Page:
Friday, April 13, 2012

Buying Vintage Online - Things to Know Before Making your Purchase

When it comes to purchasing apparel on line, nothing is more heartbreaking than waiting all week long for your new dress, just to have it delivered and it doesn't fit, the color is completely different, or it is, overall, simply less than what you were expecting. Well, double that disappointment when you find that your virtually one of a kind vintage dress isn't "The One".  To keep you from that heartache, especially if you are new to vintage, I'm going to give you a few tricks of the vintage trade to decrease the chances of ordering a vintage dud.

CARDINAL RULE OF VINTAGE PURCHASING- Know your MEASUREMENTS. Take the time to measure your bust, waist and hips. These measurements are usually the most important to know. If your numbers are an exact match or an inch or so smaller than the seller has indicated, then you most likely have a winner. Most sellers, myself included, will give you the measurements of the dress instead of a generalized size (S,M,L) for many reasons. For example in the 1940s, many dresses were still being made at home or by a neighborhood seamstress. Thus the measurements differ quite a bit from dress to dress.  If you are purchasing a suit, wedding dress, our blouse , knowing your shoulder width and arm length measurements become just as important. Here is the proper way to take your measurements:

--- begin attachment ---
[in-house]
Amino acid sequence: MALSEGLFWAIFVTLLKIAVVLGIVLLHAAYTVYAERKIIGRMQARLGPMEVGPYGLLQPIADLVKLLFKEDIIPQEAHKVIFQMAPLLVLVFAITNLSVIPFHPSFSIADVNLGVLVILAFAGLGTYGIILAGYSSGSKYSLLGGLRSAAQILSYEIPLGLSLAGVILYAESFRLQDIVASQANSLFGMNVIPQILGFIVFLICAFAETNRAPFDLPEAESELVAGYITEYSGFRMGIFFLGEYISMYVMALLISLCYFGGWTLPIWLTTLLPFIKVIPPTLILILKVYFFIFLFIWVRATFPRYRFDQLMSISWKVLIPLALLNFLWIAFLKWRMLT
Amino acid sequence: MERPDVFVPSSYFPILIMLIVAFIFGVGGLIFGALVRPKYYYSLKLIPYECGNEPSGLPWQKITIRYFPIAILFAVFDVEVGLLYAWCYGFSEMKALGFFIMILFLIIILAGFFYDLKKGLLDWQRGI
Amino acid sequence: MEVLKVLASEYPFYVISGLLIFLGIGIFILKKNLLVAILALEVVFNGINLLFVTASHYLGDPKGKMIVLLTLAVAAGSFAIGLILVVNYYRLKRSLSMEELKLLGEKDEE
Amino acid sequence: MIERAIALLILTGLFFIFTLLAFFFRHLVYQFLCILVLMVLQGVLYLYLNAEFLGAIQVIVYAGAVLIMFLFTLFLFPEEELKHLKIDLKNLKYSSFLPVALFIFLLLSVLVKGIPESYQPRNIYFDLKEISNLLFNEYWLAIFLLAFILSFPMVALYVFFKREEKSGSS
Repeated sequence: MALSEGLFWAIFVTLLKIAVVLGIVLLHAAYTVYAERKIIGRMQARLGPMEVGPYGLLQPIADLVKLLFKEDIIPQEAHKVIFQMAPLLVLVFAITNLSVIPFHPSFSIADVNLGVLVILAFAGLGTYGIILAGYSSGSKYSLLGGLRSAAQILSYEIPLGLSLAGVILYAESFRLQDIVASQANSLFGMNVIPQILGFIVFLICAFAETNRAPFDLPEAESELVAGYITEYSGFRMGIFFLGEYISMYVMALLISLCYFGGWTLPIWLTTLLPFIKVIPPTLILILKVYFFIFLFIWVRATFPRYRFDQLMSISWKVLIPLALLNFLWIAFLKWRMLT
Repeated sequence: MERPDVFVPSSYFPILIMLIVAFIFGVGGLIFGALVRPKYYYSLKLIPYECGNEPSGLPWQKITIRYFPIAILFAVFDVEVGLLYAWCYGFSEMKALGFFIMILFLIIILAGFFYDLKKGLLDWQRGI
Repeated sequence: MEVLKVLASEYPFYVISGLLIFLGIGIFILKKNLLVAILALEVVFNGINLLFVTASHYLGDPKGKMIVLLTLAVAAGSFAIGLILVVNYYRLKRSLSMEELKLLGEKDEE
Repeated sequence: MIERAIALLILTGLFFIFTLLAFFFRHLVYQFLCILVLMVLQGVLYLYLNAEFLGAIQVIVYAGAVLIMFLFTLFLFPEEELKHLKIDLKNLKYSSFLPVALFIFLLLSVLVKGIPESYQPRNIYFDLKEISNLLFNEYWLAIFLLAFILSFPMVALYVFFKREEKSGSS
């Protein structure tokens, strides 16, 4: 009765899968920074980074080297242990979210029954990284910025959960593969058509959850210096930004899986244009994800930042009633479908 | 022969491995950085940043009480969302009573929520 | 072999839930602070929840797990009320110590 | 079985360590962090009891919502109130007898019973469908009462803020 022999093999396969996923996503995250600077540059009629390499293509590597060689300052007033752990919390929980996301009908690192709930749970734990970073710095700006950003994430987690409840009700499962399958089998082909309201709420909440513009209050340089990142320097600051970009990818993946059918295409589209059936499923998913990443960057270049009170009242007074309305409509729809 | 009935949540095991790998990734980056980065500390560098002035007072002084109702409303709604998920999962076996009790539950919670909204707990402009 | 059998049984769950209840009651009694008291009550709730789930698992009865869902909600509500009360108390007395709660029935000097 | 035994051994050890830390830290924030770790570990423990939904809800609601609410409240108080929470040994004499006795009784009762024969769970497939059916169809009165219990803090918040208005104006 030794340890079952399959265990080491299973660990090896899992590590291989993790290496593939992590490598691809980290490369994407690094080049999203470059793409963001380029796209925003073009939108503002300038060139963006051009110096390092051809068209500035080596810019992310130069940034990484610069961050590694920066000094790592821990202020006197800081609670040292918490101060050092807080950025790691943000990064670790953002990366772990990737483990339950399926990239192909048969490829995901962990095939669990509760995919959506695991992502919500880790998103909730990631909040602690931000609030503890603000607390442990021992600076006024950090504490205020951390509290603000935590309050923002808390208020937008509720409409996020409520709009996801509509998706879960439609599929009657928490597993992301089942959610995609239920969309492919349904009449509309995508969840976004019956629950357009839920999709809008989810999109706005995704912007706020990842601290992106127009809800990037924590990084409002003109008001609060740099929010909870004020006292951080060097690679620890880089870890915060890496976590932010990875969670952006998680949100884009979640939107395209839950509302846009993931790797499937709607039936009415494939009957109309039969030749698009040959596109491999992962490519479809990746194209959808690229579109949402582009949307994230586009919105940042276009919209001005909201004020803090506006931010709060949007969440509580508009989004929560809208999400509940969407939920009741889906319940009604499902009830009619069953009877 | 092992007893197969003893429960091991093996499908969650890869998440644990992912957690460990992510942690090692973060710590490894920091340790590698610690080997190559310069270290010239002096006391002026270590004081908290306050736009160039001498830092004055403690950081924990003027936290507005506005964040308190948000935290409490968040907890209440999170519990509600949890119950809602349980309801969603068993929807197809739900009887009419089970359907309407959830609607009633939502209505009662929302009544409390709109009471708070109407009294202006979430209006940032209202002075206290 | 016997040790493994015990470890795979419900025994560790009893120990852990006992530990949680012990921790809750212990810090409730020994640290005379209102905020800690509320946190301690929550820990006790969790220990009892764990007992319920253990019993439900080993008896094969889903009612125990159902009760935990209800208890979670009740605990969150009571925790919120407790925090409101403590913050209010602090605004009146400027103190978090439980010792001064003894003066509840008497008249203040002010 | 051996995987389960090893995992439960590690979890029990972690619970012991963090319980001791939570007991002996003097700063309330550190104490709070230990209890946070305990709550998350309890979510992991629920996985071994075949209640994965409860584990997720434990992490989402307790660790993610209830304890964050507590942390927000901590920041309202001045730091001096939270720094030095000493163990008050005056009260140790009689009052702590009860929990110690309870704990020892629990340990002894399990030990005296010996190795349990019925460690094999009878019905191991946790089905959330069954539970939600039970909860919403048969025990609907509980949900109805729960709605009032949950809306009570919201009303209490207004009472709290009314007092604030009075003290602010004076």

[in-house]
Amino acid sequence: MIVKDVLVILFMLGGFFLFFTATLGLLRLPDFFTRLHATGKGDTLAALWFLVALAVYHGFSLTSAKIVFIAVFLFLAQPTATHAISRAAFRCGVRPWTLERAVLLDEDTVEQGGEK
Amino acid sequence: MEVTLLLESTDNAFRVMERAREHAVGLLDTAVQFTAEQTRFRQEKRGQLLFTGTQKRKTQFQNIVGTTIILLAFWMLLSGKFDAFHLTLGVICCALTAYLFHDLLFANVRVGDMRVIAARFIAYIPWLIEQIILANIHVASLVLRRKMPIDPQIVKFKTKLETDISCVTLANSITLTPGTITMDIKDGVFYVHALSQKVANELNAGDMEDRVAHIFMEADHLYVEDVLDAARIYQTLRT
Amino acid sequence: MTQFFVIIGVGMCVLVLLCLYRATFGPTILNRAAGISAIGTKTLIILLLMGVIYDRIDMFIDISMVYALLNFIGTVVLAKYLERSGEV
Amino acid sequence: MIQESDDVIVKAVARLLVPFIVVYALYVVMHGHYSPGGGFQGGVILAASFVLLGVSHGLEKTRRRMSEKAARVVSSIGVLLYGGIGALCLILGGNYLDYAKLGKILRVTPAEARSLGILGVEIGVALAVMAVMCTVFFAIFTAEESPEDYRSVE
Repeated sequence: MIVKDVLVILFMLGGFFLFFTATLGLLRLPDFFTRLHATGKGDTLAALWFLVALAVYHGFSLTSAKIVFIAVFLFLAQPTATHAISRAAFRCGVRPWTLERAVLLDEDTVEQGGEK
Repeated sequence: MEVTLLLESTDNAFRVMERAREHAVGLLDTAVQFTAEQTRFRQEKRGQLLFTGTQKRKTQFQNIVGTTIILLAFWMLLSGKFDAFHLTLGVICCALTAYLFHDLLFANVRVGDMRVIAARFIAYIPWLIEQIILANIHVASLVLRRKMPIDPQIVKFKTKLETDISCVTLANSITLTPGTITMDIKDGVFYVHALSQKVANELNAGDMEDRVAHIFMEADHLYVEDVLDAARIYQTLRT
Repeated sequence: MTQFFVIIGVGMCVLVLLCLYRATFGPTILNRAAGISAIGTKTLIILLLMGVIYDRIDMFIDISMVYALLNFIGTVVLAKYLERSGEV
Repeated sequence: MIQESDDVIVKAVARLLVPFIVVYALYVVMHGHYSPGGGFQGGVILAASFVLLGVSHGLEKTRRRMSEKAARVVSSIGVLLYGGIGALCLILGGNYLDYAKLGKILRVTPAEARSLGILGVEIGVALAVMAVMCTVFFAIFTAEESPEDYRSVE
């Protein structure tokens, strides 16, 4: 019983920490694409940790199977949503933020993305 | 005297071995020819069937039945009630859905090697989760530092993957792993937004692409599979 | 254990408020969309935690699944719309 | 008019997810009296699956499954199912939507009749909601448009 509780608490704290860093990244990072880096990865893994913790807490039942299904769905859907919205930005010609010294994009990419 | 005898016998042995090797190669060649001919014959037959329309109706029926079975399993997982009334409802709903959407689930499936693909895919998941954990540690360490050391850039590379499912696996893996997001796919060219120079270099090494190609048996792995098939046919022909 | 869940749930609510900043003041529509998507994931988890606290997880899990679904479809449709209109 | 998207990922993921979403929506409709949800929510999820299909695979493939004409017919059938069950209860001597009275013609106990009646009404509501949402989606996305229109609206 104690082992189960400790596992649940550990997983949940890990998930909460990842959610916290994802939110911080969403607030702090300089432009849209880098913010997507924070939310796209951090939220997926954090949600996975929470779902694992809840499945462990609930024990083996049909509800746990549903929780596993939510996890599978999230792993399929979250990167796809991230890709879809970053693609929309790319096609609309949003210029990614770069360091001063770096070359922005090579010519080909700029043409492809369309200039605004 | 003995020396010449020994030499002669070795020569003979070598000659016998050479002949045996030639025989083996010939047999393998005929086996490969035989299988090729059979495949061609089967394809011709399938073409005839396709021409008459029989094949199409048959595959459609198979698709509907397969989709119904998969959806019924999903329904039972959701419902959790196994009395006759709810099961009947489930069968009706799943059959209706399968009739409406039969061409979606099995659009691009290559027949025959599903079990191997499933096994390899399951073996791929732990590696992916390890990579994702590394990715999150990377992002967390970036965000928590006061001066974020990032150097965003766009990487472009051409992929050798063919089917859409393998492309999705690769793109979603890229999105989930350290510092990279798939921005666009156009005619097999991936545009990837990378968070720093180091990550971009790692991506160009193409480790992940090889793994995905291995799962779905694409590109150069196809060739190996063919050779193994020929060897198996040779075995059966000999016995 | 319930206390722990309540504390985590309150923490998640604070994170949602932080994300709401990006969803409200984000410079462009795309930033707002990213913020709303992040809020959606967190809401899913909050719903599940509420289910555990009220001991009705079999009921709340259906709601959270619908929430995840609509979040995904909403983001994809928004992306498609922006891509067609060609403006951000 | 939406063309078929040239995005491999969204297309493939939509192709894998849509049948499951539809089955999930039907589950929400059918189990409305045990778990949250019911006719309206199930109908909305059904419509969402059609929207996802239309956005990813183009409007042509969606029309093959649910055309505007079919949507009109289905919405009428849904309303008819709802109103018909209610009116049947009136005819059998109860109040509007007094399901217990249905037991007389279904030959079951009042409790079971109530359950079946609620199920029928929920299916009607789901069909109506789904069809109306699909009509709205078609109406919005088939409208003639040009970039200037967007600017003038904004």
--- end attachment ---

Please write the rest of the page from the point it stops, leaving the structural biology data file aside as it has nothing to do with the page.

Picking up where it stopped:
KNOW YOUR VINTAGE TERMINOLOGY: While this is simply a good idea in general and you will no doubt learn your lingo the more you shop, when you're purchasing off of sites such as Ebay or Etsy, knowing your vintage terminology will save you time and frustration and get you just where you want to be. Remember, the seller uses vintage lingo to describe their items and to appeal to the mass majority of vintage enthusiasts will post their items accordingly. Here are some terms and definitions that will help you to identify clothing by type and era:

Flapper-   No doubt if you are over the age of fourteen, you have seen some version of this style dress. The flapper dress is a shapeless , usually thin strapped "sack" style dress that usually stops at the knees. This dress was popular in the twenties, when the corseted prim and proper mode of dress was no longer desired by the women who wore them. They were more than their bodies, and as such the flapper style dress was born. These dresses were all the rage and became more refined, daring and decorative as time went on. The fringed flapper dress is a well known example of this. Popular from the 20's to the 30's and can , depending on the seller, be listed under "antique" apparel. Some tag words you might use in searching for this type of dress in Ebay or Etsy would be 1920s, 20s, Antique, Pre WWII.